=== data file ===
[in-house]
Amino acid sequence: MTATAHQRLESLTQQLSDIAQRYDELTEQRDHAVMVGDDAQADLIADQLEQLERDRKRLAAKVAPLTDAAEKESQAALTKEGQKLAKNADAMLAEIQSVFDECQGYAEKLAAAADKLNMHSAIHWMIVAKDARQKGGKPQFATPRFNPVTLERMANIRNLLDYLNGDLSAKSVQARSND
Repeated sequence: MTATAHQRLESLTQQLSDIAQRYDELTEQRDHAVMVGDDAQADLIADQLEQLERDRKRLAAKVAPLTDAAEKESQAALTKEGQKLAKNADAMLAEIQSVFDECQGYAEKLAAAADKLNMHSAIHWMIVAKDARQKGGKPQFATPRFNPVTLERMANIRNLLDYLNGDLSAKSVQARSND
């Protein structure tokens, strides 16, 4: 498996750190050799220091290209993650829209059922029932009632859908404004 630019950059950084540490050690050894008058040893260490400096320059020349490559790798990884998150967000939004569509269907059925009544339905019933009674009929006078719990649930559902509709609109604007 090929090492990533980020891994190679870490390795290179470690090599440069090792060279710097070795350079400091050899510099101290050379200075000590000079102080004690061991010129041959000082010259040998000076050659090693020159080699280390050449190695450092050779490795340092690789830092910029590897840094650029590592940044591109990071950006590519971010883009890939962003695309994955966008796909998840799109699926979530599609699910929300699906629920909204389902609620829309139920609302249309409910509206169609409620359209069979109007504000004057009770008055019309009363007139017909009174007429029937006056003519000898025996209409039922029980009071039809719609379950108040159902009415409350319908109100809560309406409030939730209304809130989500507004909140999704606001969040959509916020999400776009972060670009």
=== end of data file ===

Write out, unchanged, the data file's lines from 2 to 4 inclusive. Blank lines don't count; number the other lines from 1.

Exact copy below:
Amino acid sequence: MTATAHQRLESLTQQLSDIAQRYDELTEQRDHAVMVGDDAQADLIADQLEQLERDRKRLAAKVAPLTDAAEKESQAALTKEGQKLAKNADAMLAEIQSVFDECQGYAEKLAAAADKLNMHSAIHWMIVAKDARQKGGKPQFATPRFNPVTLERMANIRNLLDYLNGDLSAKSVQARSND
Repeated sequence: MTATAHQRLESLTQQLSDIAQRYDELTEQRDHAVMVGDDAQADLIADQLEQLERDRKRLAAKVAPLTDAAEKESQAALTKEGQKLAKNADAMLAEIQSVFDECQGYAEKLAAAADKLNMHSAIHWMIVAKDARQKGGKPQFATPRFNPVTLERMANIRNLLDYLNGDLSAKSVQARSND
């Protein structure tokens, strides 16, 4: 498996750190050799220091290209993650829209059922029932009632859908404004 630019950059950084540490050690050894008058040893260490400096320059020349490559790798990884998150967000939004569509269907059925009544339905019933009674009929006078719990649930559902509709609109604007 090929090492990533980020891994190679870490390795290179470690090599440069090792060279710097070795350079400091050899510099101290050379200075000590000079102080004690061991010129041959000082010259040998000076050659090693020159080699280390050449190695450092050779490795340092690789830092910029590897840094650029590592940044591109990071950006590519971010883009890939962003695309994955966008796909998840799109699926979530599609699910929300699906629920909204389902609620829309139920609302249309409910509206169609409620359209069979109007504000004057009770008055019309009363007139017909009174007429029937006056003519000898025996209409039922029980009071039809719609379950108040159902009415409350319908109100809560309406409030939730209304809130989500507004909140999704606001969040959509916020999400776009972060670009």